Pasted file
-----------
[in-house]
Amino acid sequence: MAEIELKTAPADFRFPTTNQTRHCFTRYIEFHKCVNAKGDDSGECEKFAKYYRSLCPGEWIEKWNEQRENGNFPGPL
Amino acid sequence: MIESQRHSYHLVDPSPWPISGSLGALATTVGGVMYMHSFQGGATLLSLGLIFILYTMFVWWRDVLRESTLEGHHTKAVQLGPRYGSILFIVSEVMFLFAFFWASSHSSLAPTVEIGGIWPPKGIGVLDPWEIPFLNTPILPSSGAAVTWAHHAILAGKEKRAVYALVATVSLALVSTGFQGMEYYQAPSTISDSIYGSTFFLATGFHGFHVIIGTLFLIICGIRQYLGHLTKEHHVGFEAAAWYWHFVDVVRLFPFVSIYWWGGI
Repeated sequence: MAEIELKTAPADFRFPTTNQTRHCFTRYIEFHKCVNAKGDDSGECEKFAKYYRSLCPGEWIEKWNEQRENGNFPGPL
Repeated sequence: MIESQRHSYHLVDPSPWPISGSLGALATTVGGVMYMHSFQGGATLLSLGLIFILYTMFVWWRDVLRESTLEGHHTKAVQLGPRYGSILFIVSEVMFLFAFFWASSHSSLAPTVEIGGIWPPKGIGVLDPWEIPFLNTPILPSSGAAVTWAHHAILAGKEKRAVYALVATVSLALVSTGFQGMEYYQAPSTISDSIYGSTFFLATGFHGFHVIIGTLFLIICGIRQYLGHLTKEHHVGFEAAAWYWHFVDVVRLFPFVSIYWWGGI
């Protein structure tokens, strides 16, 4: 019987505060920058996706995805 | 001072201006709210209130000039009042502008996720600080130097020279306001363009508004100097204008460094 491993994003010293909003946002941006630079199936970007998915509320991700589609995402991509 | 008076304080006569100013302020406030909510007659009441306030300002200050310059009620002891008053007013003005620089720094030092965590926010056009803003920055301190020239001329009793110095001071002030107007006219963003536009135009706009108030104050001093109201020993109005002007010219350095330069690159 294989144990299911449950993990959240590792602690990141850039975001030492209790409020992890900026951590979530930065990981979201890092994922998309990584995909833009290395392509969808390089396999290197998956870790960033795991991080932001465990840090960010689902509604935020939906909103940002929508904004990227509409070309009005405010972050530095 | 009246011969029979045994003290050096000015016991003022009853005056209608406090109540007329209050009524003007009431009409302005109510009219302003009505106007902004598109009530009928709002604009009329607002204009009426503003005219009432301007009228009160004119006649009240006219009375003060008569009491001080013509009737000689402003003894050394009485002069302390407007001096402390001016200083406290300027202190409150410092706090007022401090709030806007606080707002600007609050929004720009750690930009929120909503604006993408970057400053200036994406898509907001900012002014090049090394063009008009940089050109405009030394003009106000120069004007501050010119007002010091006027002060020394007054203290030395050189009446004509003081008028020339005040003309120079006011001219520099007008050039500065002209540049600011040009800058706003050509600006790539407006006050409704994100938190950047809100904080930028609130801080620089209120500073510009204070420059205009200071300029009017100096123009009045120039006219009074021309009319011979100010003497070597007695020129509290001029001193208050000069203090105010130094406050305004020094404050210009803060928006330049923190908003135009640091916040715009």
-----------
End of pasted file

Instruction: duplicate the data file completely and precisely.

[in-house]
Amino acid sequence: MAEIELKTAPADFRFPTTNQTRHCFTRYIEFHKCVNAKGDDSGECEKFAKYYRSLCPGEWIEKWNEQRENGNFPGPL
Amino acid sequence: MIESQRHSYHLVDPSPWPISGSLGALATTVGGVMYMHSFQGGATLLSLGLIFILYTMFVWWRDVLRESTLEGHHTKAVQLGPRYGSILFIVSEVMFLFAFFWASSHSSLAPTVEIGGIWPPKGIGVLDPWEIPFLNTPILPSSGAAVTWAHHAILAGKEKRAVYALVATVSLALVSTGFQGMEYYQAPSTISDSIYGSTFFLATGFHGFHVIIGTLFLIICGIRQYLGHLTKEHHVGFEAAAWYWHFVDVVRLFPFVSIYWWGGI
Repeated sequence: MAEIELKTAPADFRFPTTNQTRHCFTRYIEFHKCVNAKGDDSGECEKFAKYYRSLCPGEWIEKWNEQRENGNFPGPL
Repeated sequence: MIESQRHSYHLVDPSPWPISGSLGALATTVGGVMYMHSFQGGATLLSLGLIFILYTMFVWWRDVLRESTLEGHHTKAVQLGPRYGSILFIVSEVMFLFAFFWASSHSSLAPTVEIGGIWPPKGIGVLDPWEIPFLNTPILPSSGAAVTWAHHAILAGKEKRAVYALVATVSLALVSTGFQGMEYYQAPSTISDSIYGSTFFLATGFHGFHVIIGTLFLIICGIRQYLGHLTKEHHVGFEAAAWYWHFVDVVRLFPFVSIYWWGGI
């Protein structure tokens, strides 16, 4: 019987505060920058996706995805 | 001072201006709210209130000039009042502008996720600080130097020279306001363009508004100097204008460094 491993994003010293909003946002941006630079199936970007998915509320991700589609995402991509 | 008076304080006569100013302020406030909510007659009441306030300002200050310059009620002891008053007013003005620089720094030092965590926010056009803003920055301190020239001329009793110095001071002030107007006219963003536009135009706009108030104050001093109201020993109005002007010219350095330069690159 294989144990299911449950993990959240590792602690990141850039975001030492209790409020992890900026951590979530930065990981979201890092994922998309990584995909833009290395392509969808390089396999290197998956870790960033795991991080932001465990840090960010689902509604935020939906909103940002929508904004990227509409070309009005405010972050530095 | 009246011969029979045994003290050096000015016991003022009853005056209608406090109540007329209050009524003007009431009409302005109510009219302003009505106007902004598109009530009928709002604009009329607002204009009426503003005219009432301007009228009160004119006649009240006219009375003060008569009491001080013509009737000689402003003894050394009485002069302390407007001096402390001016200083406290300027202190409150410092706090007022401090709030806007606080707002600007609050929004720009750690930009929120909503604006993408970057400053200036994406898509907001900012002014090049090394063009008009940089050109405009030394003009106000120069004007501050010119007002010091006027002060020394007054203290030395050189009446004509003081008028020339005040003309120079006011001219520099007008050039500065002209540049600011040009800058706003050509600006790539407006006050409704994100938190950047809100904080930028609130801080620089209120500073510009204070420059205009200071300029009017100096123009009045120039006219009074021309009319011979100010003497070597007695020129509290001029001193208050000069203090105010130094406050305004020094404050210009803060928006330049923190908003135009640091916040715009």